Canadian Woodworking

Optical Illusions In Wood

Author: Lisa Chemerika
Photos: Lisa Chemerika
Published: December January 2015
optical illusions in wood
optical illusions in wood

The only gift more fascinating than a custom-made cutting board is one that incorporates an optical illusion.

  • DIFFICULTY
    2/5
  • LENGTH/TIME
    2/5
  • COST
    1/5

This board includes a lot of end grain gluing. It’s fairly strong, but won’t stand up to a lot of abuse. These boards will serve me more as art than for food prep. If you want, you could easily create this illusion in an end-grain board.

Alternating Strips
Pictured here are enough strips for one board. They were cross-cut from two separate panels, with opposing wood species patterns, and will eventually be glued up, alternating one of each strip.

optical illusions in wood

Helping Hand
Chemerika used hot-melt glue to temporarily fix a plastic drawer slider to two of her woodworking squares. One was fixed to drill holes on the left hand side of the wood squares (1st photo below), while the other was fixed to drill holes on the right hand side (2nd photo below).

optical illusions in wood


optical illusions in wood

Secure the Strips
Chemerika used a Workmate to hold each strip while she located and drilled the holes with a hand drill.

optical illusions in wood

Careful Planning
To locate all the holes, Chemerika laid all the strips out in their final order, looked at a picture of the illusion and marked an “X” as needed.

optical illusions in wood

Lots of Plugs
Chemerika drilled extra-deep plugs, then cut them to about 1/4" long on her bandsaw. This sped up the tedious process of making enough plugs.

optical illusions in wood

Machine and glue some strips

Though you can use any two species you want, contrasting colours are crucial. I first glued up 15 alternating strips of 1-1/2″ wide by 7/8″ thick walnut and maple, approximately 40″ long for two boards, or 20″ long if you’re only making one board. I recommend doing two boards, as the first step is to glue up opposing boards, then alternate cross-cut strips from each board when you glue the strips back together.

Gluing up the first panel, I started with walnut on the out­side edges and maple as the center strip. I glued up the second panel the opposite way. This size of glue-up yields two boards that are approximately 22-1/2″ x 22-1/2″ x 7/8″ thick.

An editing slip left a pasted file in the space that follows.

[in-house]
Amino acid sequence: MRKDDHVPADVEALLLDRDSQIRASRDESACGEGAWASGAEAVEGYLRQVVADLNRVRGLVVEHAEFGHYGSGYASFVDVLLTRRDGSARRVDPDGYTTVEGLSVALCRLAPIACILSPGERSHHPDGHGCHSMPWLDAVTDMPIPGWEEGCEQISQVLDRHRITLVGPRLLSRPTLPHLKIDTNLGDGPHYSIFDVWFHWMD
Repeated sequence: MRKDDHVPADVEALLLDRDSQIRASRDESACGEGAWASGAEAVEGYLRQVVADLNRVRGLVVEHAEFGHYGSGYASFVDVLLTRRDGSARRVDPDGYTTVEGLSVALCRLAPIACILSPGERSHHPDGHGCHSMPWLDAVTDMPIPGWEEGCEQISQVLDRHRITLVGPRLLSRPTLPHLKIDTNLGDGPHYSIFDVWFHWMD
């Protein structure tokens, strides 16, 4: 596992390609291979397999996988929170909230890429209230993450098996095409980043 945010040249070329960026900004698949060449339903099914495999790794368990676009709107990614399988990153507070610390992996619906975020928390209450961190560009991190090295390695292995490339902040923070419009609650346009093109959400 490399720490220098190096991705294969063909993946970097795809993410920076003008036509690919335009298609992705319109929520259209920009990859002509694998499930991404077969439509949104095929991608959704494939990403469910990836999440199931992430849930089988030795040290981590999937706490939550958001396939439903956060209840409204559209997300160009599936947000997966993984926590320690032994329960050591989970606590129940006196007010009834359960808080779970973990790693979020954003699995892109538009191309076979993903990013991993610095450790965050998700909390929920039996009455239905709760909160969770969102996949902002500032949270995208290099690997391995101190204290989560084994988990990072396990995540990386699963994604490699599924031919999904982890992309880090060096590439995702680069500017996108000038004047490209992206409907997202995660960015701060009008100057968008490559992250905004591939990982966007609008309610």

Cross-cut then start drilling

I then cross-cut these glue ups into 1-1/2″ long slices. The slices are laid out alternating a slice from each glue-up. Following the pattern, I marked where each plug of the alternating colour of wood should be placed. Surely there’s a science to where to locate the holes, but I found it much easier to simply look at a photo of the illusion while I was planning their locations.

I made two jigs for right and left side drilling of the plugs by adapting two of my woodworking squares. I hot-glued a plastic drawer corner into each of the squares so there was a small amount of wood between the edge of the plugs and the sides of the block being drilled. This made the placement of each plug uniform and easy to drill. I drilled 3/8″ holes about 1/4″ deep. I set up a Workmate and used a hand drill to bore the plug holes. Another option would be to use a drill press, though determining the exact location of each hole is harder than you would think.

Drill some plugs

I drilled all of the plugs from scrap pieces of maple and walnut. Use whatever two species you started with, or the strength of the illusion will be weakened. They were about 1″ long so I took the plug blank, after I drilled it, to the band­saw and cut slices of plugs a little more than 1/4″ deep. This way I did not have to drill nearly as many plugs, as I could get about three plugs out of each plug blank. Depending on the type of plug cutter you have, this may not be possible. While cutting the plugs on the bandsaw, the offcuts tended to fly around a little, and there was a bit of a search around the shop for them when I was complete, but overall time was saved with this process.

If the plug holes are close to the outer edge of each square, you should install the plugs after assembling the strips, so you don’t chip any of the short grain wood. Otherwise, it doesn’t really matter when the plugs are installed.

The slices were glued up in the correct order to make the checkerboard pattern. I used cauls to keep the strips aligned as evenly as possible. Once the board was dry, I glued the plugs into the holes and let them dry. I then flushed the plugs, sanded the surface and finished all surfaces with mineral oil.
You could use smaller sizes to get a smaller board if desired. Start with 1″ square strips and drill 1/4″ diameter holes to make a board 15″ x 15″ x 7/8″ thick.


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